Mary Poppins Set

The Mary Poppins set – early, blank photos of it.


For a couple of weeks, my class and I worked on drawing and painting the set of ENSS’s biannual play. This year’s play – Mary Poppins – takes place largely in a town, so most of the things we painted were buildings.

We started out with simply a blank background with crude pencil sketches. I personally helped with these original pencil sketches. Here is a picture of me drawing the rough sketches for the buildings in the middle of the set:

Me sketching out buildings.

My classmate Jay and I worked on  three of the buildings on the left side of the set. The picture to the left is a photo is of when only the sketches were in place:

Seeing as how many different people were working on the set, you can really see the difference on how each of the buildings were designed. The buildings Jay and I worked on were much bigger, and, by the end, completely devoid of any painter’s tape.

Originally I was going for precision, and really straight lines. Not sure if it was just laziness, but, by the end, window frames, and chimneys, etc. were all done freehand. And I think they look much better for it!

Soon enough we had started on painting them. We started with the roofs, deciding on rustic shades of brown. Really rough at this point, but there are little strokes of texture on the dark brown roof. That small, awkward little window was really annoying, and we ended up removing it in the end. Painter’s tape and T-square’s were used to make sure we got a perfectly straight roof line.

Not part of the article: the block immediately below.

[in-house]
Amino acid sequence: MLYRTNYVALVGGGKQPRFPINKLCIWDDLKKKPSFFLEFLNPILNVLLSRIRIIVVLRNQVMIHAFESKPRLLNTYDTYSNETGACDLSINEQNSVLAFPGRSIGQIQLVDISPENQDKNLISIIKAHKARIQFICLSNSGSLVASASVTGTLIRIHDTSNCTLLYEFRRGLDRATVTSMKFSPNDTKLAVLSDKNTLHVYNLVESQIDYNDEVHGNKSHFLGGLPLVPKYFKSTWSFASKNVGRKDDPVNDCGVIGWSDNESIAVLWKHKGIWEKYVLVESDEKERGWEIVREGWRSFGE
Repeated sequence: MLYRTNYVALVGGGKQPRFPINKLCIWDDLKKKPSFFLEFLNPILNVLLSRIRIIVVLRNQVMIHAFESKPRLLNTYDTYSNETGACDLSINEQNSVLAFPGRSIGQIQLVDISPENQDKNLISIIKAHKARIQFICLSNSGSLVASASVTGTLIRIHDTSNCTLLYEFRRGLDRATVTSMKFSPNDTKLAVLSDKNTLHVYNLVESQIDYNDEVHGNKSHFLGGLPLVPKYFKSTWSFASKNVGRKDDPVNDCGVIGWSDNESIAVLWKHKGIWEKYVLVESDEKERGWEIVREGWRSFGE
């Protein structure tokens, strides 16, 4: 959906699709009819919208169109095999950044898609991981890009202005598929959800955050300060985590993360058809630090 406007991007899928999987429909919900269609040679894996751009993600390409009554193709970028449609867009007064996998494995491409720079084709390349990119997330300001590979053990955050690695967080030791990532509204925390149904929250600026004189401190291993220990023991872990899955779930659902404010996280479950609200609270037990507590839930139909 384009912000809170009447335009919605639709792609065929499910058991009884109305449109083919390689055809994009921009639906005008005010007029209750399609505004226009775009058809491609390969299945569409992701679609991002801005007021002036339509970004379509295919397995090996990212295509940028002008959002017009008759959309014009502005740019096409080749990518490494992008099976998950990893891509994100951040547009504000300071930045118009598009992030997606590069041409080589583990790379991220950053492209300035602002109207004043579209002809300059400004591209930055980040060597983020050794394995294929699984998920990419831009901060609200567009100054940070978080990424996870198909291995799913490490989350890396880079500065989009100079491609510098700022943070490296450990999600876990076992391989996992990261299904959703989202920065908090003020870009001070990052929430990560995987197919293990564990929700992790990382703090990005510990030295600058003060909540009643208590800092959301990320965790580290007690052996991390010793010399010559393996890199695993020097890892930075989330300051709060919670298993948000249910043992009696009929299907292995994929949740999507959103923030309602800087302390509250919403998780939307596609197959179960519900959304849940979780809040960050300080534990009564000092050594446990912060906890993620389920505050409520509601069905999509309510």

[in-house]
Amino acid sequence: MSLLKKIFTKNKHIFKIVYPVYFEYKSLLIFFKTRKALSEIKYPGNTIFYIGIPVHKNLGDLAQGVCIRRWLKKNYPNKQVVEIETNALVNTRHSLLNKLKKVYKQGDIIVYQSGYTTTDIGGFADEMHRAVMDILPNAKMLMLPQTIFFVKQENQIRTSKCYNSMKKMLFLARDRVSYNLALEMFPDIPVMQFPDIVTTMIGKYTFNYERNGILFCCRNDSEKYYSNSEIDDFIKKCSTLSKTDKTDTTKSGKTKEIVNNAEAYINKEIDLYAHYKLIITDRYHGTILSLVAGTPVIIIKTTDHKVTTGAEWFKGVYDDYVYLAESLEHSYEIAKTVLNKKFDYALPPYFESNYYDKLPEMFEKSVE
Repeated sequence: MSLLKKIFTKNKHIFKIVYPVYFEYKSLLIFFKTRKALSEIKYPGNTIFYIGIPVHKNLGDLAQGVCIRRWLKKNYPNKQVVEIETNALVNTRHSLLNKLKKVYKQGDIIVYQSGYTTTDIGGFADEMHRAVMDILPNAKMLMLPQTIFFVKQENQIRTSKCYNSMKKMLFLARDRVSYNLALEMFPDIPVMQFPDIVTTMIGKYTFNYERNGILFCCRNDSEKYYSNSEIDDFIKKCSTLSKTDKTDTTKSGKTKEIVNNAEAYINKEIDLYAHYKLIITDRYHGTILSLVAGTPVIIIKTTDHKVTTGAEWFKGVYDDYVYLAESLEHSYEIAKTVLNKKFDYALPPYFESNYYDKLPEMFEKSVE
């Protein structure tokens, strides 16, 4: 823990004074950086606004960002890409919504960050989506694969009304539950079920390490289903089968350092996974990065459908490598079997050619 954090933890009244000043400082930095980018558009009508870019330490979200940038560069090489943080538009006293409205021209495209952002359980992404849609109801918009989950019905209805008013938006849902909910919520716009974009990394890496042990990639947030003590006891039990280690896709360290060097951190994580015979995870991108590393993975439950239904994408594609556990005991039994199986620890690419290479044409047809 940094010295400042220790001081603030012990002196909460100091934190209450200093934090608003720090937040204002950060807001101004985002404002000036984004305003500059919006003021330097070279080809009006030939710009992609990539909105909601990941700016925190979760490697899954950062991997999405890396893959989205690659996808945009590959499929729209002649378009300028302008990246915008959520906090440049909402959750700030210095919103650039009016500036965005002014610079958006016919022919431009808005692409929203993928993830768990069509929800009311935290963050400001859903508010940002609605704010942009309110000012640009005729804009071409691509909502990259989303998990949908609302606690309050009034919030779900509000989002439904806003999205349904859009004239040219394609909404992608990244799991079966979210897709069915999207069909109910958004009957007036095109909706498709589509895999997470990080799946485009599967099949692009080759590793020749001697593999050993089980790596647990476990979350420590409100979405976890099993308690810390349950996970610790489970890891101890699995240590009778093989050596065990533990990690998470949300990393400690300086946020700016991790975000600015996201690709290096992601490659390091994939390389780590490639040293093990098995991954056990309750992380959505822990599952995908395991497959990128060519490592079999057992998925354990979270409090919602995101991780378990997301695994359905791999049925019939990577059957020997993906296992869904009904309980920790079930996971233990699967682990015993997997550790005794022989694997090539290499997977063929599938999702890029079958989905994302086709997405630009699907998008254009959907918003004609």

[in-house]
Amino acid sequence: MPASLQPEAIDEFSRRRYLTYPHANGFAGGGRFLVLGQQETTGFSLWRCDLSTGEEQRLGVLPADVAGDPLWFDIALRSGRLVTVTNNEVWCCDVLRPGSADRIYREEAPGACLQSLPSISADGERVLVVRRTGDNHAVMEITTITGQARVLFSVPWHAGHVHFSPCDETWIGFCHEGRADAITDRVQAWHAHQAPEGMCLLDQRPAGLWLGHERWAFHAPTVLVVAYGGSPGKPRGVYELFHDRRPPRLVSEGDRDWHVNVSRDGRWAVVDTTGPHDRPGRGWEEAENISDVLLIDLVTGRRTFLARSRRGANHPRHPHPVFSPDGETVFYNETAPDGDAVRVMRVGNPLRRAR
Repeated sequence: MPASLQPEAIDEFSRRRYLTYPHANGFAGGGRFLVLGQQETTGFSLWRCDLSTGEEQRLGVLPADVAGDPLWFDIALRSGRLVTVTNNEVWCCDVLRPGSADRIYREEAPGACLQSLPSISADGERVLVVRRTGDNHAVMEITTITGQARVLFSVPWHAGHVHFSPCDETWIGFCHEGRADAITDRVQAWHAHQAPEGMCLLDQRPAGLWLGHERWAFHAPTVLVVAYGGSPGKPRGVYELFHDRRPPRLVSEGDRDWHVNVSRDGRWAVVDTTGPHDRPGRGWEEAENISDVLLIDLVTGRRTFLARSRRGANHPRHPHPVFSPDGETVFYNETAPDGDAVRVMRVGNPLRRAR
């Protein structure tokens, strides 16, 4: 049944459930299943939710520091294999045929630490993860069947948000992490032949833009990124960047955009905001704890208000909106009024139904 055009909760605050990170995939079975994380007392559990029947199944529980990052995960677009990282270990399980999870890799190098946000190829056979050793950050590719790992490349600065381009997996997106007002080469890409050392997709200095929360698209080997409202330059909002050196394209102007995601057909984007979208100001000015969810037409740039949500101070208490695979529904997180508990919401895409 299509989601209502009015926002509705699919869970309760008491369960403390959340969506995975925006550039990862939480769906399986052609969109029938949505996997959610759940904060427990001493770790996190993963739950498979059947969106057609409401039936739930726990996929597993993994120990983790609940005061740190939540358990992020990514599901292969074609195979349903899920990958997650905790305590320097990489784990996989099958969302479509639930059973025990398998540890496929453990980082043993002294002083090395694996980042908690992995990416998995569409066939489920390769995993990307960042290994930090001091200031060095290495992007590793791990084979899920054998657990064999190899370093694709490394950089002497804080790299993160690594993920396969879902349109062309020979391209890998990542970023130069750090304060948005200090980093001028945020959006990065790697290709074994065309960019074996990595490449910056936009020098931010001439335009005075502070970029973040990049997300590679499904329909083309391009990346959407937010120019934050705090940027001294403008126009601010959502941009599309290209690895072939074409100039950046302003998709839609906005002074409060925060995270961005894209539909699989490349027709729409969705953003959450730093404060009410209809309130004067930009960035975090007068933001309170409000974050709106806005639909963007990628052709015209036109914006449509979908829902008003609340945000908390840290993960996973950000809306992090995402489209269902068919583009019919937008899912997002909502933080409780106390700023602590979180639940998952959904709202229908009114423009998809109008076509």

As soon as we finished the first layer of beige, we began  putting lazy strokes of dark brown on the beige roof. Looks like thatch. The thatch had an effect on the rest of the house too. When I put the window frames on, they were rough and wooden.

The wooden frames were made by just slapping browns and whites onto the border of a window


Here’s a picture of the set when it was around a third of the way done:



The way the buildings were designed, the reference photos… all of this reminded me of one of my favourite movies: Tim Burton’s Sweeney Todd. Both Sweeney Todd and Mary Poppins are musicals, but their tones are completely different. Sweeney is extremely dark, and sombre, while Poppins is much more colourful.

This made me think what would the character of Mary Poppins look like in a darker tone? Black and white, unhappy. An alternative, sub-cultured character. I love character design, so I decided to draw something like that. Here’s my drawing:

An unhappy sort of look, thick makeup, piercings, a contact lens in one eye, hair flicked up, and alternate decorations on her hat. She is almost unrecognizable from the original character. Too perfect, like a doll, without a wrinkle. Almost cartoonish.

I decided to go a little bit farther and show some of her other iconic items with a different style.

Here are drawings of her umbrella and upper collar. The umbrella handle has been changed into a bird skull instead of the original’s more cartoony one. There weren’t to many changes on the collar, besides the sharped, more frilly bowtie. However the style (which was, oddly enough, done by dipping shish kebab sticks in ink) really helps in portraying a darker, more abstract tone.